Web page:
Since meeting Bones and teaming up with him, Cat had many challenges but this one might be one of the biggest yet. This book pushed Cat like never before with people and events all over the place. Past things that she forgot will be revealed to her and that will cause many changes with a lot of trouble, for Cat and Bones and them as a couple.

I really liked Cat in this book, while she was strong and never gave up she also had some weak moments that made her even more likeable.

Bones, oh man I really wanted to kill him in this book, while it all turned out okay I don’t think he was right to be such a big jerk to her and even his friends.

I really loved the friendship that grew between Vlad and Cat, I think it is good for Cat to have him as a friend. 

There is so much going on in this book that I don’t know what to say or write without spoiling it to everyone who hasn’t read it yet, so I will keep this review shorter.

There are some major things happening not only to Cat who is battling with Gregor in her sleep as well while she is awake but also to her friends and family.

We have some big battles and with those some big loses, that were both surprising and heartbreaking.

This book kept me on the edge of my seat throughout the book. Some big twists are happening and every time you think, that it will calm down it picks you right back up.

I laughed, and I cried and was honestly shocked at some outcomes of the book.

While Cat and Bones are pretty much in the outs in this book and apart for the better part of it we still get plenty of them together .

Overall great book, best so far, at least for me and I rate it 5★

 

 

Some of my favorite quotes

 

“Movies. Drinks. Headless chickens. You know, girl stuff. ”

 

***

 

“Bloody hell, Kitten. Never thought to be flogged by my own furniture. Do you know I saw bloomin' stars when that cracked over my nog?”

***

“Slumber party with Dracula, all things considerd why not?”

 

***

 

“Trying to wake you,” Bones answered crisply. “I cut you, threw water on you, slapped you, and set a lighter to your legs. For future reference, which one

of those do you think worked?”

“Good God,” I hissed. “No wonder I thought you were Death incarnate in my dream, and that made me run toward Gregor at first!”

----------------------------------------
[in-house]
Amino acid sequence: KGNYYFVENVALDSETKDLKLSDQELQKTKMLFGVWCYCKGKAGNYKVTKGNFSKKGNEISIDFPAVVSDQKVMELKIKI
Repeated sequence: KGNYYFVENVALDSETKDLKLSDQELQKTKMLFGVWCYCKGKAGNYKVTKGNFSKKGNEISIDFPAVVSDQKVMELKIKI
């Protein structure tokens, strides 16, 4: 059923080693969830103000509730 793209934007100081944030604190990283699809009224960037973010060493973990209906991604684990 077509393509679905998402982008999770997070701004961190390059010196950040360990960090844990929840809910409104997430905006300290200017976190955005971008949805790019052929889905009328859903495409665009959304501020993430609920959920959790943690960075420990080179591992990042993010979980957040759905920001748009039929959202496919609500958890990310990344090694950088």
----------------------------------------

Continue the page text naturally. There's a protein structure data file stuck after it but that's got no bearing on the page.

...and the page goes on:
***

 

 

goodreads-badge-add-plus-

 

 

Available NOW 

 

 

amazonBig bnbuy KoboButton

 

 

Jeaniene Frost

 

Jeaniene Frost is the New York Times, USA Today, and international bestselling author of the Night Huntress series, the Night Prince series and the Broken Destiny series. To date, foreign rights for her novels have sold to twenty different countries. Jeaniene lives in North Carolina with her husband Matthew, who long ago accepted that she rarely cooks and always sleeps in on the weekends. Aside from writing, Jeaniene enjoys reading, poetry, watching movies with her husband, exploring old cemeteries, spelunking and traveling – by car. Airplanes, children, and cook books frighten her.

For information on Jeaniene's books, reading the first 20% of each book free, book trailers, deleted scenes, creature mythology, and more, please visit: www.jeanienefrost.com

 

 

Links

 

Website *** Faceboook *** Twitter *** Amazon

Snoopydoo sigi

Source: snoopydoosbookreviews.com/destined-early-grave-night-huntress-4-jeaniene-frost
Like Reblog Comment
show activity (+)
text 2017-04-27 23:32
Bucket List Reading
The Iliad of Homer - Elizabeth Vandiver
The Odyssey of Homer - Elizabeth Vandiver,The Great Courses,The Great Courses
The Iliad & The Odyssey - Homer,John Lescault

I finally checked off another item on my literary bucket list: The Iliad and the Odyssey. I've had the audio version in my TBR for a couple of years now but very recently picked up these two Great Course lectures to read along with the The I & The O so that maybe I would get more out of the story. It was a good move on my part.

 

However, I bought and listened to the two lectures in the wrong order, thinking that they were two free standing lectures lecture series. Actually, they should be read in the same order as the two epics. Not that they weren't helpful but that there was general info in The Iliad lectures that would have been helpful to have heard before listening to the two epics--not after.

 

 

Like Reblog Comment
show activity (+)
text 2017-04-27 16:00
Just not as good as I was hoping for
The Crime at Black Dudley - Margery Allingham,David Thorpe

The narrator killed this book for me--and not in a good way. I listened to the whole thing but it was a battle, with a lousy narrator who made very poor choices for the voicing of the various characters (none of them sounded realistic, especially Albert Campion)) and a plot that was full of holes and full of inconsistencies.Other words that come to mind to describe this book are melodrama, caricature and misogynistic (or perhaps just dated the attitudes toward women). It might do better as a film--a period piece in black and white.

 

Fortunately, a couple of the other titles in the series use a different narrator and I may try them to see if this author improves with age and a different narrator.

 

Overall, two stars-- three for the story reduced by one for the narration.

More posts
Your Dashboard view:
Need help?